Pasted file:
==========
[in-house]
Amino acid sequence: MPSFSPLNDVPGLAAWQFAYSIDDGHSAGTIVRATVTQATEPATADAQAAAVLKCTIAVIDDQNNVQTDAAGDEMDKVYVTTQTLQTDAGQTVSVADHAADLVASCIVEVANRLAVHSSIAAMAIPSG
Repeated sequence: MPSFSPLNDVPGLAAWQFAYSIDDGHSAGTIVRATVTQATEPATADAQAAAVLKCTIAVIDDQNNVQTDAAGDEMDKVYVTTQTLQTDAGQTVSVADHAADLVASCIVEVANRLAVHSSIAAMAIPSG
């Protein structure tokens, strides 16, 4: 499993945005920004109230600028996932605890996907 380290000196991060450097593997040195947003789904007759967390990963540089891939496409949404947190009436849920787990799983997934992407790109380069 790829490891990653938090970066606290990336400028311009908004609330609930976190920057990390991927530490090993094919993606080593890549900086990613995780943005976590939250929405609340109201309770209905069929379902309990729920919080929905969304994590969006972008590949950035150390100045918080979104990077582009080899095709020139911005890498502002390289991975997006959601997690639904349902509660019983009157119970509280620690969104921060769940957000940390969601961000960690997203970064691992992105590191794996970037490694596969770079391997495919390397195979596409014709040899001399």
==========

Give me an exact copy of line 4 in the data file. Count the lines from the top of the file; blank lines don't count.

């Protein structure tokens, strides 16, 4: 499993945005920004109230600028996932605890996907 380290000196991060450097593997040195947003789904007759967390990963540089891939496409949404947190009436849920787990799983997934992407790109380069 790829490891990653938090970066606290990336400028311009908004609330609930976190920057990390991927530490090993094919993606080593890549900086990613995780943005976590939250929405609340109201309770209905069929379902309990729920919080929905969304994590969006972008590949950035150390100045918080979104990077582009080899095709020139911005890498502002390289991975997006959601997690639904349902509660019983009157119970509280620690969104921060769940957000940390969601961000960690997203970064691992992105590191794996970037490694596969770079391997495919390397195979596409014709040899001399």